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Differential expression of the regulator of G protein signaling RGS9 protein in nociceptive pathways of different age rats.

Authors: Kim, KJ  Moriyama, K  Han, KR  Sharma, M  Han, X  Xie, GX  Palmer, PP 
Citation: Kim KJ, etal., Brain Res Dev Brain Res. 2005 Nov 7;160(1):28-39. Epub 2005 Sep 8.
Pubmed: (View Article at PubMed) PMID:16153714
DOI: Full-text: DOI:10.1016/j.devbrainres.2005.08.003

Regulators of G protein signaling (RGS) proteins are GTPase-activating proteins which act as modulators of G-protein-coupled receptors. RGS9 has two alternative splicing variants. RGS9-1 is expressed in the retina. RGS9-2 is expressed in the brain, especially abundant in the striatum. It is believed to be an essential regulatory component of dopamine and opioid signaling. In this study, we compared the expression of RGS9 proteins in the nervous system of different age groups of rats employing immunocytochemistry. In both 3-week- and 1-year-old rats, RGS9 is expressed abundantly in caudate-putamen, nucleus accumbens, and olfactory tubercle. It is also expressed abundantly in the ventral horn of the spinal cord and the dorsal root ganglion (DRG) cells. Quantitative analysis showed that the intensities of RGS9 expression in 1-year-old rats are higher than those in the 3-week-old rats in caudate-putamen, nucleus accumbens, olfactory tubercle, periaqueductal gray, and gray matter of the spinal cord. In contrast, in thalamic nuclei and locus coeruleus, the intensities of RGS9 immunostaining in 3-week-old rats are higher than in 1-year-old rats. In DRG cells, there is no significant difference between the two age groups. These data suggest that RGS9 is differentially expressed with age. Such differential expression may play an important role in neuronal differentiation and development as well as in neuronal function, such as dopamine and opioid signaling.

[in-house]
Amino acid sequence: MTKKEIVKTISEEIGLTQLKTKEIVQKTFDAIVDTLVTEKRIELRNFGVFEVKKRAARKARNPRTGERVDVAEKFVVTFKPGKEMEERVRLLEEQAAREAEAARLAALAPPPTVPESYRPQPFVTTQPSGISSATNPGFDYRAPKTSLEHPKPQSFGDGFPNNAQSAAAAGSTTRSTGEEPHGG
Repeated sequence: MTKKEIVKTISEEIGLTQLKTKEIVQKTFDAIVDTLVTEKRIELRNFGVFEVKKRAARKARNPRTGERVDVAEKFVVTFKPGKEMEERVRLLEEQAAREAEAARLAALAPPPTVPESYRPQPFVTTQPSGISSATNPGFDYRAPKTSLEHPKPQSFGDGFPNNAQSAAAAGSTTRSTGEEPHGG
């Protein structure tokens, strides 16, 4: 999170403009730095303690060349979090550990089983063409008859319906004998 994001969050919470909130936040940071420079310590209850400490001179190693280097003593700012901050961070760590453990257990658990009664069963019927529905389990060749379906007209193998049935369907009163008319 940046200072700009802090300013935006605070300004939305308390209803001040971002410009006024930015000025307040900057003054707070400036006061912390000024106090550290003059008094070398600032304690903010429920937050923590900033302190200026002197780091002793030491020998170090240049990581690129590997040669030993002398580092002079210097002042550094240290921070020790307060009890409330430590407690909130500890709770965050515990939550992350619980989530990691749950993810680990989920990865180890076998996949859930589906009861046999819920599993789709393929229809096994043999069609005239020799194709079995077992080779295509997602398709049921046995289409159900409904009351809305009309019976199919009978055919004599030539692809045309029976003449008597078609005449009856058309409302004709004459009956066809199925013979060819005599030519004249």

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CRRD Object Information
CRRD ID: 1599995
Created: 2007-02-22
Species: All species
Last Modified: 2007-02-22
Status: ACTIVE



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